"I didn't really want to do anything, because I didn't want to get slammed," says Hartzler. In other words, a soft-ish opening has enabled the staff to figure out what they need to do to make the Southern into a well-oiled machine.
Chef Roberts agrees. "I feel like the food's coming out really well — I love this menu, and I'm just excited about it. I think it's just going to get better."
The Southern is located at 41 N. Lexington Ave. For more information, call 251-1777.
The Twisted Crêpe recently opened on Haywood Street. The crêperie's timing was brave, to say the least — it can't be easy to start a new business right in the midst of Bele Chere.
Owner Dustin Pulliam maintains that there were no foibles or pratfalls, despite opening during a time when the population of Asheville temporarily explodes. "It went really smooth, which was awesome," he says. "Ever since then, it's been easy because we got so busy that one weekend."
The restaurant has continued to run smoothly since then, says Pulliam, who notes that he already has repeat customers. The best business model these days, after all, seems to be affordability.
"I wanted to do something with a really cool feel and local pricing instead of tourist pricing," says Pulliam. Though there's nothing especially extravagant about these crêpes, the prices are indeed refreshing, especially for those of us who can't afford to eat like a tourist. There's no arguing with $2.99 for a breakfast crêpe, for example.
Rather substantial in size and stuffed with cheese, sauce and choice of three veggies, it is safely said that "The Shorty" is one of the best breakfast deals in Asheville. PBR is also a bargain at only $1, and bottles of Highland beer are only $2.50 (not that we suggest either for breakfast).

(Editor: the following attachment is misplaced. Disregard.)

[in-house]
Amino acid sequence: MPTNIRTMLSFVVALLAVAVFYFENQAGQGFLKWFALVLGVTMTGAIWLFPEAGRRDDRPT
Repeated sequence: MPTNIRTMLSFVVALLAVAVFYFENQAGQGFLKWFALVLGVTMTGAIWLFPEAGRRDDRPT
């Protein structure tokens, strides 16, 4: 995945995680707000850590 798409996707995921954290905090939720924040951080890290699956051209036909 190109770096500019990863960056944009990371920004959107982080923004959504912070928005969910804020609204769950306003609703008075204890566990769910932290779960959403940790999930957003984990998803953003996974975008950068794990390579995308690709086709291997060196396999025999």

The Twisted Crêpe is located at 62 Haywood St. The restaurant opens at 8 a.m. and closes at 10 p.m. For more information, call 505-3855.
Speaking of crêpes…
Bouchon Street Food opened on Lexington earlier this summer. The little kiosk is located in the alley next to Bouchon. Sure, it’s a tucked-away spot with just a smattering of seats, but in that alley, diners can find an affordable solution to their hunger, including the popular nova lox and sour cream crêpe with chives.
Xpress stopped by to chat with owner Michel Baudouin, to find out if he and his team had managed to iron out all the kinks yet.
"Do you ever?" he asks, letting loose with his trademark belly laugh. "We're fine-tuning it, but we've had to do very little. The response has been positive. We could use a little more seating, so we're working on that," he says.
Baudouin adds that the biggest hit on his street-food menu has been the house-made hot dog — or chien chaud, as it’s called. Served on a City Bakery baguette alongside Bouchon’s almost-famous herbes de Provence-tossed fries for a very affordable $5, the item’s popularity is not particularly shocking. "We have people walking around tweeting, 'best dog in town,'" he says.
According to Baudouin, it appears that much of his clientele works in the area. Indeed, several familiar characters have been observed by this reporter walking down Lexington, carrying a basket of dogs with frîtes. When the locals frequent your establishment more than the tourists? That’s a good sign that your fare is a good value. "People have enjoyed the prices," Baudouin confirms.
The main hurdle to better sales this summer, Baudouin says, has been the heat. "The minute it cools off, sales are up," he reports. Regardless, he says, "So far, so good! This food is a real deal, so that's a good thing."
Bouchon Street food is located next to Bouchon at 62 N. Lexington Ave. For more information, call 350-1140, or visit ashevillebouchon.com.
— Send your food news to Mackensy Lunsford at firstname.lastname@example.org